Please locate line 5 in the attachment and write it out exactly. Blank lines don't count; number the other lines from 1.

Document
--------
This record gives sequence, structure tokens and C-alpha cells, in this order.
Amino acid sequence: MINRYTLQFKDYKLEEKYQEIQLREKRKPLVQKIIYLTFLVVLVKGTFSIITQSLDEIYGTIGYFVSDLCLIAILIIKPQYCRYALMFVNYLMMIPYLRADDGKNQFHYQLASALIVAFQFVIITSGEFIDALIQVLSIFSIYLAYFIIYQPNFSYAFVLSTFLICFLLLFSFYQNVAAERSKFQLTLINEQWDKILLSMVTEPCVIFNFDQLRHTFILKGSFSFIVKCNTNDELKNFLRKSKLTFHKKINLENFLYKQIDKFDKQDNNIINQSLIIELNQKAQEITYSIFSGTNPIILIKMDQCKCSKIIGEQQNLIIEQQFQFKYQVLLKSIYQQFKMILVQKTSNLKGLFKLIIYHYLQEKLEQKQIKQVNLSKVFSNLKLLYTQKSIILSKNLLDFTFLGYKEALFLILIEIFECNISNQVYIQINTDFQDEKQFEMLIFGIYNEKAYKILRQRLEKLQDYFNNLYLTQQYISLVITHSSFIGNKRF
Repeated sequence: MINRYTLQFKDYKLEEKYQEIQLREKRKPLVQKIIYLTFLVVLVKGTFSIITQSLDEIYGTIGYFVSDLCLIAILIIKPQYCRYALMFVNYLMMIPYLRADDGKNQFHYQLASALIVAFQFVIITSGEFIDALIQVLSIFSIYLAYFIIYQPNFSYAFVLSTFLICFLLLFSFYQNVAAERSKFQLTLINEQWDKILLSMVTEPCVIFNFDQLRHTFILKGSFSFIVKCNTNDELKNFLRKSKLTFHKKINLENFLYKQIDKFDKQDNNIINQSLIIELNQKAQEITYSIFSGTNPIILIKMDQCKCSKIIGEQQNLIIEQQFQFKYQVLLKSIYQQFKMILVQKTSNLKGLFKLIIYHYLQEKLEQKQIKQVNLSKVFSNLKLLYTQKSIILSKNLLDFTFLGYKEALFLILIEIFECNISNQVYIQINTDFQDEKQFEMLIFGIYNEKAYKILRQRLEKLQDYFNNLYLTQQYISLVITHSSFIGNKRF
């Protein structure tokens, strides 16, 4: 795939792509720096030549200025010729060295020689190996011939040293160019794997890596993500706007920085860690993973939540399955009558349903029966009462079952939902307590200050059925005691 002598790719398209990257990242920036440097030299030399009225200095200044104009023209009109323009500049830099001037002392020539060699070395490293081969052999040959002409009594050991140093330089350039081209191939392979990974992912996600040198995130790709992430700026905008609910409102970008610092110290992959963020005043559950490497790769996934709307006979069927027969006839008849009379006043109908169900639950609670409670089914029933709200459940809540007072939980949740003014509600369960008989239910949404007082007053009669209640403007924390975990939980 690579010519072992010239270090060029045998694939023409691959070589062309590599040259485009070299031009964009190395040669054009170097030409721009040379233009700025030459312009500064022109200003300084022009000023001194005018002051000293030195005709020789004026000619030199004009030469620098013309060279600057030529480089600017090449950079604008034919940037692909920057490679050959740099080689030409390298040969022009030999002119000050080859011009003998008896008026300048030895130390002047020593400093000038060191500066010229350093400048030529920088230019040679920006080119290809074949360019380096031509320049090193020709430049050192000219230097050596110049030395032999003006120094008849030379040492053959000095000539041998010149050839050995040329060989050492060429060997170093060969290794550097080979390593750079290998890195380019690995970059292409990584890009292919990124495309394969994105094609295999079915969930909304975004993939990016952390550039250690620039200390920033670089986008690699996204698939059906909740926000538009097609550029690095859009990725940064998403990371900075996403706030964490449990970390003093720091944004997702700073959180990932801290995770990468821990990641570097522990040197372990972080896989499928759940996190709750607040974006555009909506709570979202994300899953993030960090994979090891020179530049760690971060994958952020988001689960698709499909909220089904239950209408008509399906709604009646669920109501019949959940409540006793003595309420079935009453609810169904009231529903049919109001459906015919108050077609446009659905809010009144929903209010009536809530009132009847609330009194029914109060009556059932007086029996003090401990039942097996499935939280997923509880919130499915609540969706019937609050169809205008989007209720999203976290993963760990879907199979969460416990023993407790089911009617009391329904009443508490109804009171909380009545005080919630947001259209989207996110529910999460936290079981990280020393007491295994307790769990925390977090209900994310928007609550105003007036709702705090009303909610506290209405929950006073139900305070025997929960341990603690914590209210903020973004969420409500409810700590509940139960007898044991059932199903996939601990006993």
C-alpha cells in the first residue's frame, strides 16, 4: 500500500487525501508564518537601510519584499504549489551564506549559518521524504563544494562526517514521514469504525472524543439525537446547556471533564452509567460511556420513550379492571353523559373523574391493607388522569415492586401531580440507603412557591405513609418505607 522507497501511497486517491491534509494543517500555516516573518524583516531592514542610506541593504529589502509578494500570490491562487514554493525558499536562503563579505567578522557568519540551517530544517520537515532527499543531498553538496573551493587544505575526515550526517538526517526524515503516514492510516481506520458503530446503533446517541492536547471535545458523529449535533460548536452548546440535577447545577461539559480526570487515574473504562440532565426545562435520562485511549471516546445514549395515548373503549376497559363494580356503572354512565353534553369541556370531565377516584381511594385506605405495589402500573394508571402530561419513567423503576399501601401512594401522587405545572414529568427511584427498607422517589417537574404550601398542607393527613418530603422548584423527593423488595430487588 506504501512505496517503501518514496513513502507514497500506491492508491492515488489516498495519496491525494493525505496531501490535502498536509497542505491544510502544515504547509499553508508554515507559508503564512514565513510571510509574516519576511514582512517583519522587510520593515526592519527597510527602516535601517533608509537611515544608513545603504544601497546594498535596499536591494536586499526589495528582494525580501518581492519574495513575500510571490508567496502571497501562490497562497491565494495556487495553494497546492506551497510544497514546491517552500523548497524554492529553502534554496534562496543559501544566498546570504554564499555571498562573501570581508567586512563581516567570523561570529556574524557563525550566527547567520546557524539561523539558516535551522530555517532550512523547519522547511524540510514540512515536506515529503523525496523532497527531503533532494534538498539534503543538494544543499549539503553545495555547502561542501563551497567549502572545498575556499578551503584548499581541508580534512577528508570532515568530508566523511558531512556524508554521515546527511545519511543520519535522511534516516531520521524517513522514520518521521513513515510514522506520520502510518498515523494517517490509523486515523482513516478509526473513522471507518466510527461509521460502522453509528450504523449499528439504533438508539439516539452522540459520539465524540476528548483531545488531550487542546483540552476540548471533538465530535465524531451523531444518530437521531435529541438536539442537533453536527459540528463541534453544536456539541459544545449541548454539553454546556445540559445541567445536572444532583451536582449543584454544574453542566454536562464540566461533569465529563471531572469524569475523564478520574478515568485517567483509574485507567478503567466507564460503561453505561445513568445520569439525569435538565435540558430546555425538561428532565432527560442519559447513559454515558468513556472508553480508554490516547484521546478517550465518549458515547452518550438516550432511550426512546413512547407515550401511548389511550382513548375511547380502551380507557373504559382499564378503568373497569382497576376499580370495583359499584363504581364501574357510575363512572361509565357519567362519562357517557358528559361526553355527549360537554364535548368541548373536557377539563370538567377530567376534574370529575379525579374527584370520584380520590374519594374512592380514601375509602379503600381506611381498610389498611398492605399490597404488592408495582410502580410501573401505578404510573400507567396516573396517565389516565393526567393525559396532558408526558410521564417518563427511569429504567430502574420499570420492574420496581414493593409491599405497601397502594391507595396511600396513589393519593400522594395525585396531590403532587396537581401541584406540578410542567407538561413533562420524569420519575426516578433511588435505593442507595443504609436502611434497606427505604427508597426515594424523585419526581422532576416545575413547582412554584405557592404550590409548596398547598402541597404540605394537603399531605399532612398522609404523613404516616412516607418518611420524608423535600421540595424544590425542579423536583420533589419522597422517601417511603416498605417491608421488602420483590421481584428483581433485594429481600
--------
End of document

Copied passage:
C-alpha cells in the first residue's frame, strides 16, 4: 500500500487525501508564518537601510519584499504549489551564506549559518521524504563544494562526517514521514469504525472524543439525537446547556471533564452509567460511556420513550379492571353523559373523574391493607388522569415492586401531580440507603412557591405513609418505607 522507497501511497486517491491534509494543517500555516516573518524583516531592514542610506541593504529589502509578494500570490491562487514554493525558499536562503563579505567578522557568519540551517530544517520537515532527499543531498553538496573551493587544505575526515550526517538526517526524515503516514492510516481506520458503530446503533446517541492536547471535545458523529449535533460548536452548546440535577447545577461539559480526570487515574473504562440532565426545562435520562485511549471516546445514549395515548373503549376497559363494580356503572354512565353534553369541556370531565377516584381511594385506605405495589402500573394508571402530561419513567423503576399501601401512594401522587405545572414529568427511584427498607422517589417537574404550601398542607393527613418530603422548584423527593423488595430487588 506504501512505496517503501518514496513513502507514497500506491492508491492515488489516498495519496491525494493525505496531501490535502498536509497542505491544510502544515504547509499553508508554515507559508503564512514565513510571510509574516519576511514582512517583519522587510520593515526592519527597510527602516535601517533608509537611515544608513545603504544601497546594498535596499536591494536586499526589495528582494525580501518581492519574495513575500510571490508567496502571497501562490497562497491565494495556487495553494497546492506551497510544497514546491517552500523548497524554492529553502534554496534562496543559501544566498546570504554564499555571498562573501570581508567586512563581516567570523561570529556574524557563525550566527547567520546557524539561523539558516535551522530555517532550512523547519522547511524540510514540512515536506515529503523525496523532497527531503533532494534538498539534503543538494544543499549539503553545495555547502561542501563551497567549502572545498575556499578551503584548499581541508580534512577528508570532515568530508566523511558531512556524508554521515546527511545519511543520519535522511534516516531520521524517513522514520518521521513513515510514522506520520502510518498515523494517517490509523486515523482513516478509526473513522471507518466510527461509521460502522453509528450504523449499528439504533438508539439516539452522540459520539465524540476528548483531545488531550487542546483540552476540548471533538465530535465524531451523531444518530437521531435529541438536539442537533453536527459540528463541534453544536456539541459544545449541548454539553454546556445540559445541567445536572444532583451536582449543584454544574453542566454536562464540566461533569465529563471531572469524569475523564478520574478515568485517567483509574485507567478503567466507564460503561453505561445513568445520569439525569435538565435540558430546555425538561428532565432527560442519559447513559454515558468513556472508553480508554490516547484521546478517550465518549458515547452518550438516550432511550426512546413512547407515550401511548389511550382513548375511547380502551380507557373504559382499564378503568373497569382497576376499580370495583359499584363504581364501574357510575363512572361509565357519567362519562357517557358528559361526553355527549360537554364535548368541548373536557377539563370538567377530567376534574370529575379525579374527584370520584380520590374519594374512592380514601375509602379503600381506611381498610389498611398492605399490597404488592408495582410502580410501573401505578404510573400507567396516573396517565389516565393526567393525559396532558408526558410521564417518563427511569429504567430502574420499570420492574420496581414493593409491599405497601397502594391507595396511600396513589393519593400522594395525585396531590403532587396537581401541584406540578410542567407538561413533562420524569420519575426516578433511588435505593442507595443504609436502611434497606427505604427508597426515594424523585419526581422532576416545575413547582412554584405557592404550590409548596398547598402541597404540605394537603399531605399532612398522609404523613404516616412516607418518611420524608423535600421540595424544590425542579423536583420533589419522597422517601417511603416498605417491608421488602420483590421481584428483581433485594429481600